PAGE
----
I have been reading several books on the Scythian-Saka horse tack and  riders - most of them in Russian (but there are some very interesting English ones too, written by Russian, European and American researchers  eg  this website dedicated tot he study of Eurasian nomads  under the aegis of Jeannine Davis-Kimball is a great research net library www.csen.org/Articles_Reivews/Bibliography.html  - you can download there this very important book  csen.org/Pubs_Sales_Reviews/Nomads/Nomad-188579-00-2.pdf   )  or in English  where they are evaluating Russian (and combined/joint Russian, Ukrainian and Euro-American research in the Eurasian plains and Caucasus foothills of Russia.
Generally fascinating topic, especially the big 'fight' between scholars regarding the time of horse's domestication in Eurasian plains (Anthony/Brown et al - their wonderful site is here   http://users.hartwick.edu/anthonyd/harnessing%20horsepower.html -  versus Marsha Levine et al, a very prolific researcher eg her article on Botai  http://faculty.ksu.edu.sa/archaeology/Publications/Neolithic/Botai%20and%20the%20Origins%20of%20Horse%20Domestication.pdf - here one of the projects this scholar  is involved the chariot horse in Shang Bronze Age Chine  http://www.arch.cam.ac.uk/~ml12/ChinPalaeoWebsite/introduction.htm )

Tuesday, March 1, 2011

XVI century pilgrims going to Jerusalem - German woodcut I

yesterday I presented this whole woodcut and today, as promissed, some more thoughts on the lance-armed riders of this German woodcut.

From what we can see they are armed with long lances – perhaps 2,5-3,5 meters long, in tradition of Syria, Palestine and Egypt made out of bamboo, adorned with some horse hair or cotton at the lance point.
We do not see if they carry swords (mode of sword arrangement and kind of sword -straight or curved, could have told us more about these riders) , and they do not carry bows and quivers set, in a Bedouin fashion.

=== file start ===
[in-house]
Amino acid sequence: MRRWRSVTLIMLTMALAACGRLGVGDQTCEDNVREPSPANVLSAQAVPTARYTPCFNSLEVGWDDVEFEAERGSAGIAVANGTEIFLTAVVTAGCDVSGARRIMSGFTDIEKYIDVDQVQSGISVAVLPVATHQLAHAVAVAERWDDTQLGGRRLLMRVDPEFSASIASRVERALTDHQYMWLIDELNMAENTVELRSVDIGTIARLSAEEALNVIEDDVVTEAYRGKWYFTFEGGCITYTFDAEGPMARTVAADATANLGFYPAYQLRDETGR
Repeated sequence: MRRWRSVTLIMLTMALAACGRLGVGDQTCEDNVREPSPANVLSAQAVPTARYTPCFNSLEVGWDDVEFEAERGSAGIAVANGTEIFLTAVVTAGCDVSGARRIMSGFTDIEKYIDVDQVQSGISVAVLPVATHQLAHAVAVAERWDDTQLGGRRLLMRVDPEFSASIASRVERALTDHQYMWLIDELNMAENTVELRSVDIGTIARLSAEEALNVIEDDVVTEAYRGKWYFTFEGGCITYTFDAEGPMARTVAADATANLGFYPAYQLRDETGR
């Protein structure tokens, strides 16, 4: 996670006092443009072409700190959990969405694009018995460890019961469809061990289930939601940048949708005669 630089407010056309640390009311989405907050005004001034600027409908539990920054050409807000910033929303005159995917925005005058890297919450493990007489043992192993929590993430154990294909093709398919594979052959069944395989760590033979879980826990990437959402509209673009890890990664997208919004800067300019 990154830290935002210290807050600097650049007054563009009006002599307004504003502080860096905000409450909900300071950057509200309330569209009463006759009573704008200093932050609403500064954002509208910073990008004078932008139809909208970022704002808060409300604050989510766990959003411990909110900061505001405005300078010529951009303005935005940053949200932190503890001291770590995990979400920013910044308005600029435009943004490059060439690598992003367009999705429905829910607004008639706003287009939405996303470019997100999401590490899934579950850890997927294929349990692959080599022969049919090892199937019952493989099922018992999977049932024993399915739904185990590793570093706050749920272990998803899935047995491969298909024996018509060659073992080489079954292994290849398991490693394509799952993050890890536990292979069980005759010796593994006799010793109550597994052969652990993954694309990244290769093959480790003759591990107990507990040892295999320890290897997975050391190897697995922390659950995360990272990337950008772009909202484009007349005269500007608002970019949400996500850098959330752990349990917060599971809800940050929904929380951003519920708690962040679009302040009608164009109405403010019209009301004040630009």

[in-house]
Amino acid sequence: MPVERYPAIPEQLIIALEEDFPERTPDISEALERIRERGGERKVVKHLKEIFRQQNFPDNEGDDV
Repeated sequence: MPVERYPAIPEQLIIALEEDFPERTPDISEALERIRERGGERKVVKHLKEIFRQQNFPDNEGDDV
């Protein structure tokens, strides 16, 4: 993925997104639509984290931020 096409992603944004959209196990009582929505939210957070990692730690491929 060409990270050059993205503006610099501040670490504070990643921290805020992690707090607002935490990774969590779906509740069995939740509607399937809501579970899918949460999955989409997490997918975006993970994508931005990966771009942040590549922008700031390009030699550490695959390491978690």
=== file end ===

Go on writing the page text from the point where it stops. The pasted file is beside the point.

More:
The carry round shields, either slung from the shoulder or in hand, similar shields appear in drawings by Carpaccio. They were most likely wicker-silk construction, a metal Iranian Safavid make or perhaps a metal heirlooms of the not-so-distant Mamluk era.

They seem to have two styles of ridding, the closer rider rides with long stirrups and the second with a short stirrups . The both use very long shanked curb-bits (perhaps after the German fashionable imports) on their steeds and single set of reins, but I drew my sketch with a martingale or perhaps a third rein known as a jaquima (hackamore) after a Mamluk horseman in Reception of Venetian ambassadors in Damascus (school of Bellini, 1489-96). Sipahi horses have no tug or horse tail hanging from the bridle, similar to the Mamluk horsemen drawn by Carpaccio.
Both horses are caparisoned and their shabraque is fringed on one side. We see no saddles, but they were most likely the high pommel and cantle saddles of the Mamluk-Turkish make.
Their horses appear to be some sort of Arabian or South-eastern Asian horse (eg in XIV-XVI centuries the Mamluks imported their best horses from India), rather small but spirited demonstrated by the second horse prancing. They are well 'dressed' (via French Dresseur) and proud mounts, ridden with light hand, probably neck-reined. We do not know whether these are stallions/ geldings or mares, but contemporary Turks rode stallions and geldings , while Arab Bedouins rode also mares.

The riders are dressed in more fluid Arab style of clothing – long robe with wide sleeves or galabiyeh/djelaba, loose kameez? shirt underneath, pants, sleepers for footwear, and turbans, perhaps covering their helmets.
Until the next time, my friends..
I used several publications by dr David Nicolle to write this little entry, my 'best friend' when comes to Medieval and Early Modern Islamic warrior dress and appearance